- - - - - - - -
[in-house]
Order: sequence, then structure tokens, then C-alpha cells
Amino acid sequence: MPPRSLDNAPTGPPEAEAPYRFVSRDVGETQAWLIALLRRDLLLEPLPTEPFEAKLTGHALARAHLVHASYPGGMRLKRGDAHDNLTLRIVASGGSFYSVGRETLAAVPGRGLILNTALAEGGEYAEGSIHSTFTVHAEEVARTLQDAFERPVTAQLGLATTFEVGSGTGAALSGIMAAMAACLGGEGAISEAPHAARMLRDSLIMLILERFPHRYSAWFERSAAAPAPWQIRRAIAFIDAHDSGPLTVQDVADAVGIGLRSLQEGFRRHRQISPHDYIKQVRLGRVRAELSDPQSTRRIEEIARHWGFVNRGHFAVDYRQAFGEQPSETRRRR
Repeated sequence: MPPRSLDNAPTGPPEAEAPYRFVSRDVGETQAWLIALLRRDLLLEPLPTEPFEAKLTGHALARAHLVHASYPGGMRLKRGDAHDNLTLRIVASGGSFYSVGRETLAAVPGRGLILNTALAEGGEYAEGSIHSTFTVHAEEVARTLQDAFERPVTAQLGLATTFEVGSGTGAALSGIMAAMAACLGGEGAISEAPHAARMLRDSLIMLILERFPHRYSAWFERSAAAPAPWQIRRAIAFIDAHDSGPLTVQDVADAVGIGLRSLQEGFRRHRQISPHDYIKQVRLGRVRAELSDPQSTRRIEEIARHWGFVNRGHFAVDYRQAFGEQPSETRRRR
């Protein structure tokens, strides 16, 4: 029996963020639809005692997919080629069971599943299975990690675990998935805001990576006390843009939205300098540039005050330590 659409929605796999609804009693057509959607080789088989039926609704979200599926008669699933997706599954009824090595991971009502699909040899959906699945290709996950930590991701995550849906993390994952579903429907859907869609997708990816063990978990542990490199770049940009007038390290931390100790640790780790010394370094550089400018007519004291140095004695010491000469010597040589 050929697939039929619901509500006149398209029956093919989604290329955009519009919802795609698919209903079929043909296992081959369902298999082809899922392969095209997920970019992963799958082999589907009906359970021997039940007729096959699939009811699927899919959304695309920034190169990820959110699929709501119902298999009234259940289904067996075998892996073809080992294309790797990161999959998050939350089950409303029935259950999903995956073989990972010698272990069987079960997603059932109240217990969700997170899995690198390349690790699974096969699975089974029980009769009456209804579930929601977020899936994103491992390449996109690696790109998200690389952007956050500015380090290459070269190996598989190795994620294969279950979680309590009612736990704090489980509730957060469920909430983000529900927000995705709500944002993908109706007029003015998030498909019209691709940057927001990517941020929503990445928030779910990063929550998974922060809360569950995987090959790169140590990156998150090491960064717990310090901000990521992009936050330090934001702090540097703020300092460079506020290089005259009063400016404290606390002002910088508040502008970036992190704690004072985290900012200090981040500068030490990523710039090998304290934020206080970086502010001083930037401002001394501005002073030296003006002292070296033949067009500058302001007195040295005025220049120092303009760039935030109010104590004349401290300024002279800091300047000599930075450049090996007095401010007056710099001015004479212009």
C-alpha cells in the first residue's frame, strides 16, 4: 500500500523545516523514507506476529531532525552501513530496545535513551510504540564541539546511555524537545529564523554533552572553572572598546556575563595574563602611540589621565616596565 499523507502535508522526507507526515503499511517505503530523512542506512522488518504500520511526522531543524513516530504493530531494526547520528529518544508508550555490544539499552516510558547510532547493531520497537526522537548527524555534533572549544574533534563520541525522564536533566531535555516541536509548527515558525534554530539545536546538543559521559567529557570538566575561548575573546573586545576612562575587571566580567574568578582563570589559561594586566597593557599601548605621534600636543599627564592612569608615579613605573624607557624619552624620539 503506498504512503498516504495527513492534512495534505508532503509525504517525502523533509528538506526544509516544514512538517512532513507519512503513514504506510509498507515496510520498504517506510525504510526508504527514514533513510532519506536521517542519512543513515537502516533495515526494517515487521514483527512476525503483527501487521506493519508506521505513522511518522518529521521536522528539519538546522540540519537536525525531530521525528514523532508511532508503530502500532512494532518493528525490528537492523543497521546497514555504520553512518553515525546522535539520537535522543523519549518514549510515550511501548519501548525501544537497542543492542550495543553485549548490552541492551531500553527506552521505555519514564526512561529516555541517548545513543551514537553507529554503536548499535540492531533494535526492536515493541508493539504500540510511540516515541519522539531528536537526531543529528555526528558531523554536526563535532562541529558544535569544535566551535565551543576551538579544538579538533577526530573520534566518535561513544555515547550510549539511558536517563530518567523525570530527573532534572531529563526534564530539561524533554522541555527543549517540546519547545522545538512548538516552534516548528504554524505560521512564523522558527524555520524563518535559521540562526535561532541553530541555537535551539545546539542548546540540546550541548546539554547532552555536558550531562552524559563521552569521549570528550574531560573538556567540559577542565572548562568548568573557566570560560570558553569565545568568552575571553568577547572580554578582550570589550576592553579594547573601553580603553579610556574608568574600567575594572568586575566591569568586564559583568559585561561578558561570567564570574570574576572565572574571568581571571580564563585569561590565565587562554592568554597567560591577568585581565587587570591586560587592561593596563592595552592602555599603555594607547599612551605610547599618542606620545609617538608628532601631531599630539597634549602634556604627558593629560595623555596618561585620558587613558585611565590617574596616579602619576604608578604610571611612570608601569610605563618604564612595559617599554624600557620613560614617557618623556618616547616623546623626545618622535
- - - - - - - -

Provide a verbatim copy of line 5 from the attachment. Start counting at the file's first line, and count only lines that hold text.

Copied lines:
């Protein structure tokens, strides 16, 4: 029996963020639809005692997919080629069971599943299975990690675990998935805001990576006390843009939205300098540039005050330590 659409929605796999609804009693057509959607080789088989039926609704979200599926008669699933997706599954009824090595991971009502699909040899959906699945290709996950930590991701995550849906993390994952579903429907859907869609997708990816063990978990542990490199770049940009007038390290931390100790640790780790010394370094550089400018007519004291140095004695010491000469010597040589 050929697939039929619901509500006149398209029956093919989604290329955009519009919802795609698919209903079929043909296992081959369902298999082809899922392969095209997920970019992963799958082999589907009906359970021997039940007729096959699939009811699927899919959304695309920034190169990820959110699929709501119902298999009234259940289904067996075998892996073809080992294309790797990161999959998050939350089950409303029935259950999903995956073989990972010698272990069987079960997603059932109240217990969700997170899995690198390349690790699974096969699975089974029980009769009456209804579930929601977020899936994103491992390449996109690696790109998200690389952007956050500015380090290459070269190996598989190795994620294969279950979680309590009612736990704090489980509730957060469920909430983000529900927000995705709500944002993908109706007029003015998030498909019209691709940057927001990517941020929503990445928030779910990063929550998974922060809360569950995987090959790169140590990156998150090491960064717990310090901000990521992009936050330090934001702090540097703020300092460079506020290089005259009063400016404290606390002002910088508040502008970036992190704690004072985290900012200090981040500068030490990523710039090998304290934020206080970086502010001083930037401002001394501005002073030296003006002292070296033949067009500058302001007195040295005025220049120092303009760039935030109010104590004349401290300024002279800091300047000599930075450049090996007095401010007056710099001015004479212009």